Plunging rents are great news for renters, but they’re lousy news for homeowners. Aaron Task and I discussed this issue on TechTicker this morning:
The vacancy rate for rental apartments in the U.S. is now 7.8% and climbing, says the Wall Street Journal. This is the highest vacancy rate in 23 years.
Worse, the vacancy rate is expected to keep climbing through the winter, ultimately hitting the highest rate on record.
This is good news for renters and bad news for landlords. It’s also bad news for anyone who owns and would like to sell a house.
Why are rising rental vacancies bad news for homeowners?
Because rising vacancies put pressure on rents, as landlords have to cut prices to woo a smaller pool of tenants. As rents drop, meanwhile, one of the key measures of house-price value--the price-to-rent ratio--also changes, and not for the good.
All else being equal, when rents drop, the "Housing P/E ratio" — price to rent — increases as rents decrease. This is the same thing that would happen to the P/E ratio of a stock if the company’s earnings began to shrink.
The more the rent/earnings shrink, the more expensive the house or company is as a multiple of the rent/earnings.
Will people suddenly refuse to pay as much for houses because the price-to-rent ratio rises a bit? No. But they may decide to rent instead of buy, which will remove some demand from the housing market. And, this, in turn, will put pressure on house prices.
The chart below from Calculated Risk illustrates the price-to-rent ratio over the past 15 years. As you can see, it got way out of whack during the peak bubble years and has now fallen back within the realm of normal. As rents fall, however, the ratio will start rising again.
That is, unless house prices fall, too, which is the more likely scenario.
Outside experts hired by Wells Fargo to pour through its books are reportedly shocked at the bank’s exposure to derivatives trades it took on when it acquired Wachovia may trigger huge losses at the bank, Teri Buhl reports at BankImplode.com
It appears that Wachovia wrote credit default swaps on the junior tranches of commercial mortgage backed securities it was selling, which means that it is on the hook for losses in the riskiest CMBS tranches it sold. Wells itself might not even know the size of its exposure, Buhl reports.
According to sources currently working out these loans at Wells Fargo when selling tranches of commercial mortgage-backed securities below the super senior tranche, Wachovia promised to pay the buyer’s risk premium by writing credit default swap contracts against these subordinate bonds. Should the junior tranches eventually default, then the bank is on the hook. Dan Alpert of Westwood Capital says these were practices that he saw going on in the market at large.
Alpert says in reference to how he saw CMBS trades get done, “These guys would say ‘We’ll just take back that silly credit risk you’re worried about.’ Of course that was a nice increase to earnings when they got the security sold. The bank made money at the time.”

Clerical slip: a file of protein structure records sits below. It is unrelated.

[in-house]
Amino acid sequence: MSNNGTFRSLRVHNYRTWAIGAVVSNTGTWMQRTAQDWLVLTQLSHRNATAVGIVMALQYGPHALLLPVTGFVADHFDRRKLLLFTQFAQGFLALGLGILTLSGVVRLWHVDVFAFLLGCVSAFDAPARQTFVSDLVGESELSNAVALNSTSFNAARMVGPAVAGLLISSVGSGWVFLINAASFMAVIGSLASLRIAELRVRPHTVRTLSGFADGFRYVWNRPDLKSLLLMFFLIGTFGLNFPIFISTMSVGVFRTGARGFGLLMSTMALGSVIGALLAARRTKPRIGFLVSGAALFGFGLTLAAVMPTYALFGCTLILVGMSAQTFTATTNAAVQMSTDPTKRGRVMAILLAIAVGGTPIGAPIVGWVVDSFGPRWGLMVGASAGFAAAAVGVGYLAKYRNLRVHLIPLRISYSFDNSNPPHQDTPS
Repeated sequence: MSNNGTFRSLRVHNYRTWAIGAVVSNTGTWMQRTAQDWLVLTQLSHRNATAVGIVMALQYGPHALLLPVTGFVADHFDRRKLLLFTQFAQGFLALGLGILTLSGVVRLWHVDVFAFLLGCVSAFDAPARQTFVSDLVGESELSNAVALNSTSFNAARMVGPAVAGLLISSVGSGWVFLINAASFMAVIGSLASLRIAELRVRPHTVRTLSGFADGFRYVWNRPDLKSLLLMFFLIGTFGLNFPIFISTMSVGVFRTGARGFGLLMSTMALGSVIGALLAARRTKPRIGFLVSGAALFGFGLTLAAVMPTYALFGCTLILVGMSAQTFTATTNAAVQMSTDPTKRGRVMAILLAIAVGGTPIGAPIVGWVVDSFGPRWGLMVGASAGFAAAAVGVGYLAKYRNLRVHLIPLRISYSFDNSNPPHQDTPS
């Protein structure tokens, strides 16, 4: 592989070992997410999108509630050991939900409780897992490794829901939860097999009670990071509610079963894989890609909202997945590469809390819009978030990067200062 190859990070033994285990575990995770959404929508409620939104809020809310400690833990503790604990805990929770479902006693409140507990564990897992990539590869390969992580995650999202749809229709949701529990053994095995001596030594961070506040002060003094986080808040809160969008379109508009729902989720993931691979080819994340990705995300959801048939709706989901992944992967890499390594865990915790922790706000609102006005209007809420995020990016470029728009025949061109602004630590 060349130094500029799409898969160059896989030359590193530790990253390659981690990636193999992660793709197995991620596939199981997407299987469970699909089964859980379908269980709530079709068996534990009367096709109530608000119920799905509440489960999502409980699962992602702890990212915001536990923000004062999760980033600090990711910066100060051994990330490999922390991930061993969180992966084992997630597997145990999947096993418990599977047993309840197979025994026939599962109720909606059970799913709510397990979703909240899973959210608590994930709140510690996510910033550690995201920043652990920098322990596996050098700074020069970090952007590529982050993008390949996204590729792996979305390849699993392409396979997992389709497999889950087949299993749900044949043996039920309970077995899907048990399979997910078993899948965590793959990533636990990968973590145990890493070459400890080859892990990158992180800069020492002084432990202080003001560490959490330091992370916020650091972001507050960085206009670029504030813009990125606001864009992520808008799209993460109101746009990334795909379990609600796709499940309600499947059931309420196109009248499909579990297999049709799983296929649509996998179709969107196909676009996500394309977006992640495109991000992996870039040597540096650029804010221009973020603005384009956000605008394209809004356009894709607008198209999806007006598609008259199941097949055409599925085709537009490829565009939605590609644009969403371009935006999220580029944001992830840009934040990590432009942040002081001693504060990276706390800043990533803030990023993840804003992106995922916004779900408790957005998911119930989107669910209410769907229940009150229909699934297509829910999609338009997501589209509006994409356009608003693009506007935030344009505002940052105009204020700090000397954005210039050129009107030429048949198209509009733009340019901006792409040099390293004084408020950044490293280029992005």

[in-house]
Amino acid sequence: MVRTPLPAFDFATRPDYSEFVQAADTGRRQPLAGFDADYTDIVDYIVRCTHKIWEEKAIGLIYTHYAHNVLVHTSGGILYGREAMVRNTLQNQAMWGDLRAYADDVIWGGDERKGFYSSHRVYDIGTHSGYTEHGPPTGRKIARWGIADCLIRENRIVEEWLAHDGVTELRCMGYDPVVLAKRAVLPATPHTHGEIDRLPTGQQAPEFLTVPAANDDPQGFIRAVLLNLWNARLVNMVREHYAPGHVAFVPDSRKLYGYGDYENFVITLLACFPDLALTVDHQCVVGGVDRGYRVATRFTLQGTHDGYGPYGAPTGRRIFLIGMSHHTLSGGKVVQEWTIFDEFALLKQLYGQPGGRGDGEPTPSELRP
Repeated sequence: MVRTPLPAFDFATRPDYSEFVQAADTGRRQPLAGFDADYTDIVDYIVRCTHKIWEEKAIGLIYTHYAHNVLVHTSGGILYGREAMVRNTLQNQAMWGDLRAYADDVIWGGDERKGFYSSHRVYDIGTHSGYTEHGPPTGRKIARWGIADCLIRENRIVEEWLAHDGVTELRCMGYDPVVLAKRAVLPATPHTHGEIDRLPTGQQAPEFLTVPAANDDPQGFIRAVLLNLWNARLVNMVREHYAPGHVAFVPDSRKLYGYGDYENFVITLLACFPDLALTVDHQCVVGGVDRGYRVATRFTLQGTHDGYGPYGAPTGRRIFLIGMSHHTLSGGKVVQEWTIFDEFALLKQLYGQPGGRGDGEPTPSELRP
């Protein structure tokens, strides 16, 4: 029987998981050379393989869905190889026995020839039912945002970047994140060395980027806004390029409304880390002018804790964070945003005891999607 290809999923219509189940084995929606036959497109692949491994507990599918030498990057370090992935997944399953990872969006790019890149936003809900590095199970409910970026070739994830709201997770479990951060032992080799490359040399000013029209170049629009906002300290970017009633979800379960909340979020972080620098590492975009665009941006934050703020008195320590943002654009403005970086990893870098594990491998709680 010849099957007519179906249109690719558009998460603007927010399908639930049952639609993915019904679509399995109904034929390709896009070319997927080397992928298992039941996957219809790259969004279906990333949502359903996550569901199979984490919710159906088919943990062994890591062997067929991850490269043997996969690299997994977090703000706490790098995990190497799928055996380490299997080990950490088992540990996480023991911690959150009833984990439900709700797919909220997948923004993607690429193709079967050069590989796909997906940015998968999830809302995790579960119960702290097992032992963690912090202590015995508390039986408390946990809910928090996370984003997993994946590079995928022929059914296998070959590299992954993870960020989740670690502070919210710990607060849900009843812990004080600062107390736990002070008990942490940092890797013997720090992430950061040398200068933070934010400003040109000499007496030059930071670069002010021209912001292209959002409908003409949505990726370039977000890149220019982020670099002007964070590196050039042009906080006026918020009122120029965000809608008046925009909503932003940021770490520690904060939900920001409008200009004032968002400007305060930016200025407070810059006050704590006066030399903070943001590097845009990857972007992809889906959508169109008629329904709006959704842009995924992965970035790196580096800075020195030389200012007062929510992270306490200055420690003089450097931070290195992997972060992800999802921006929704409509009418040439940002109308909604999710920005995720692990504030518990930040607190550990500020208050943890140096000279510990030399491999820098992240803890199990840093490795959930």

Buhl points out that investors might be caught off-guard if Wells has to start paying out on the swaps it sold. Wells, like most banks, almost certainly holds the credit default swap liabilities off balance sheet and most likely does not recognize them as a loss until they actually have to pay, Buhl writes. Wells says it carefully monitors its derivatives exposure. "We have provided extensive transparent disclosures on our derivatives in our 2008 annual report beginning on page 132,” Wells says.
Here’s Wells own calculation of its derivatives exposure as of the day it closed the Wachovia deal.
But it seems fair to wonder if Wells really understood all of the derivatives exposure it took on when it acquired Wachovia. Buhl wonders if Wells really has enough capital set aside to handle the derivatives liability.
…So could Wells really have enough capital to handle the liability of credit
One year after America’s brush with economic catastrophe, there’s plenty of looking back at the bubbles that caused financial chaos.
But what’s next?
There are surely dangerous economic bubbles forming as we speak. As Alan Greenspan warned this week, "They [financial crises] are all different, but they have one fundamental source," he said. "That is the unquenchable capability of human beings when confronted with long periods of prosperity to presume that it will continue."
The trick, of course, is spotting them. By definition, most people don’t spot a bubble before they form and burst.
Good news! The rate of the price decline in the housing crash has finally begun to ease.
Bad news! Prices are still falling 18% year over year.
Specifically, in April, according to the Case Shiller index, the rate of decline in nationwide house prices eased slightly in April--to 18% from 19% in March. The rate of decline has hovered around 19%-20% for the last several months. And prices have now declined a staggering 33%-34% from the peak.
As we’ve noted over this period, before house prices can start recovering, they have to stop falling. And the first step toward prices stopping falling is a decline in the RATE at which they are falling. And we are finally beginning to see that.
But we’re still talking about an astonishing rate of collapse. And we’re still looking at a peak-to-trough decline of at least 40% and probably closer to 50% nationwide, which would be unprecedented. And even today, with prices down 33%-34% from the peak, prices are still above fair value.
So the folks who use this slight moderation in the rate of decline to spin tales of a "bottom" or, worse, a "recovery" are smoking something. Prices have at least another 10%-15% to fall, and they’ll likely be falling for at least another year or two.
Here’s the small uptick in the rate of decline: